Real Poker: Guessing Wrong
by Roy Cooke | Published: Mar 01, 2017
One early Sunday morning, I sat in a $2-$5 no-limit game, $500 deep, and posted the big blind immediately. The field appeared to have been there all night. Having never played with any of them, I knew nothing of their tendencies.
The player under-the-gun, about $600 deep, straddled to $10. He had a beer in front of him and looked like he needed a good night’s sleep. The field folded to the button, a young foreign man about $380 deep, made it $30 to go. The small blind folded, and I looked down to the A J.
My first thought was to three-bet. But I was unsure of Mr. Button’s potential to fold to a three-bet, limiting some of the three-bet’s value. Plus Mr. Straddler had $20 in chips in his hand ready to call the button raise. Both characteristics favored a call. The less information you have about your opponents, the fewer risks you should assume.
Blowing out the straddler didn’t seem like the right move either. When you remove an opponent who is prone to make egregious errors on future streets, your hand has lost value. In such situations, you must estimate the equilibrium point of the value of the fold equity and the value of playing your hand forward. It will always be a rough estimate at best, but understanding the concept will create better decisions.
I flatted the $30, and Mr. Straddler called. We took the flop three-handed with $92 in the pot.
The dealer flopped the K Q Q. I had a gutshot royal flush draw, and the nut flush draw. Thinking Mr. Button would continuation bet with virtually all of his range, I checked with the intention of check-raising, thereby forcing him to possess a holding he was willing to stack commit with or fold. If I got called by him or Mr. Straddler, my hand still would still have significant equity against their calling range.
Disappointingly, they both checked. The turn was the J, giving me a pair to go with my draw. I chose to check again thinking that no better hands would fold and few worse hands would call that wouldn’t bet. Additionally, better hands might raise and put me in a worse spot. By checking, I could induce betting action from any draw either of my opponents had picked up and chose to bet and any bets they made with air.
Mr. Button bet $45, I called, and Mr. Straddler folded. I whiffed the river, the 3. I knuckled once again, and Mr. Button fired in $75.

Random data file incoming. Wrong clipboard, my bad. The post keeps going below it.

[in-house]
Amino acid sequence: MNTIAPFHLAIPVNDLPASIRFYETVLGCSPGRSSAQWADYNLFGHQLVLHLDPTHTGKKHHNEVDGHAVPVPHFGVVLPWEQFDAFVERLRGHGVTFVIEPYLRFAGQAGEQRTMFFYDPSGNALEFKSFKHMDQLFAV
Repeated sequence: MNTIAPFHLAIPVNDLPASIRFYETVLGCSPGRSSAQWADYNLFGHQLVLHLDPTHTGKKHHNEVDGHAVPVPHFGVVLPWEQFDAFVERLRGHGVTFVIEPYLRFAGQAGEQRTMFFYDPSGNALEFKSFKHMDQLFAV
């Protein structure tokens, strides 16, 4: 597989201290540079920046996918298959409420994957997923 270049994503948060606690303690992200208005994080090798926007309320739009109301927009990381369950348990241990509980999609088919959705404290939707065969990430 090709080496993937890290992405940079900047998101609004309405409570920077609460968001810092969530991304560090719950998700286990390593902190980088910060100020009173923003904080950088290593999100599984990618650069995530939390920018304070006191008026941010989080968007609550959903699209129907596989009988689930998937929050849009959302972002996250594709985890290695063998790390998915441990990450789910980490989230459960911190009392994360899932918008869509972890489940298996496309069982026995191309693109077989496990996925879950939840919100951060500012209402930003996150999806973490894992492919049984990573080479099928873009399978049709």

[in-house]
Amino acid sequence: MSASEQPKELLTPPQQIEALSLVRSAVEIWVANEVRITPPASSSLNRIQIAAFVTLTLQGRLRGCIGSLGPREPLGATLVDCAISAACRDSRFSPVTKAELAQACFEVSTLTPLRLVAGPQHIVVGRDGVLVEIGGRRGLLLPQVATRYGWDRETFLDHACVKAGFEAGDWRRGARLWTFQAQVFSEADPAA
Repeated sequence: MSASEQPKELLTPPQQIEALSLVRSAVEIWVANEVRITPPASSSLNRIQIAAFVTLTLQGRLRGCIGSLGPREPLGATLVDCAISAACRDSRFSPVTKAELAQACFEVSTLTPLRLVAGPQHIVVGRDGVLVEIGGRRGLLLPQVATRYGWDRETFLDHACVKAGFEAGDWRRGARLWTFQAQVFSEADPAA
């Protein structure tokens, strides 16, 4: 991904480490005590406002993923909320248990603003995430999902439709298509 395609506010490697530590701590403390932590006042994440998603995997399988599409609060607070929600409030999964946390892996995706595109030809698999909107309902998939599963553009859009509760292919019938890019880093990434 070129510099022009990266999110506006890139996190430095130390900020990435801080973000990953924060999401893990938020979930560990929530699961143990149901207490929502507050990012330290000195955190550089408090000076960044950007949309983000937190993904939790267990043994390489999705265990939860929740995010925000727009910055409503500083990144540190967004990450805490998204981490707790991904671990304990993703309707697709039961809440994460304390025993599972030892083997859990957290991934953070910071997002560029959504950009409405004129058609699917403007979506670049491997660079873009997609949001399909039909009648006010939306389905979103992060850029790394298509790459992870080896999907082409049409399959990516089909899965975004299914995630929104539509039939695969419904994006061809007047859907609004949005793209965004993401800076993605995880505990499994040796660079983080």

I had a bluff catcher, meaning I couldn’t beat any of Mr. Button’s value-betting range, only his bluffs. I was getting $255-$75 on the call, almost 3.5-1. Would Mr. Button have 3.5 times more hands in his value betting range than his bluffing range? Truthfully, I had no clue!
If he had a value hand, would he check the flop with it on a very draw-heavy board? And if he had a king, would he value bet the river if his kicker didn’t play? Having never played a hand with him before, I couldn’t tell. I thought his hand was polarized and either contained a huge hand or a bluff. I called the $75, and he turned over the K 10.
Just about every thought I had in the hand was wrong. It felt like I’d been brainless. But in defense of myself, I had no history on which to base my decisions. And results do not always signify that the decision was wrong. It’s the case of the, “if I knew then what I know now,” cliché. Yes, decisions are MUCH easier in hindsight. But if you want to work on the quality of your decisions, you need to analyze them from the information you had at the decision point, period!
In this case I still think flatting preflop was correct, though close. It wasn’t unreasonable to assume that Mr. Button would bet a wide range on the flop. Nor was it unreasonable to call the turn with a pair of jacks and royal nut flush draw. And I don’t think it was unreasonable to think that Mr. Button might think I had a straight or flush draw and make a small-sized bluff to fold out my drawing range should he hold a hand with no showdown equity.
Sometimes your decisions are wrong, not because your thinking was in error, but because unbeknownst to you, the situation played non-standardly, and your decision was based on inadequate information because that information was unavailable.
When you’re reviewing your decisions, judge them based on the information available at the decision point. And if your decision made sense, don’t beat yourself up.
But do adjust your future decisions to the new information you acquired. ♠
Roy Cooke played poker professionally for 16 years prior to becoming a successful Las Vegas Real Estate Broker/Salesman. Should you wish any information about Real Estate matters-including purchase, sale or mortgage his office number is 702-376-1515 or Roy’s e-mail is RealtyAce@aol.com. His website is www.RoyCooke.com. Roy’s blogs and poker tips are at www.RoyCookePokerlv.com. You can also find him on Facebook or Twitter @RealRoyCooke. Please see ad below!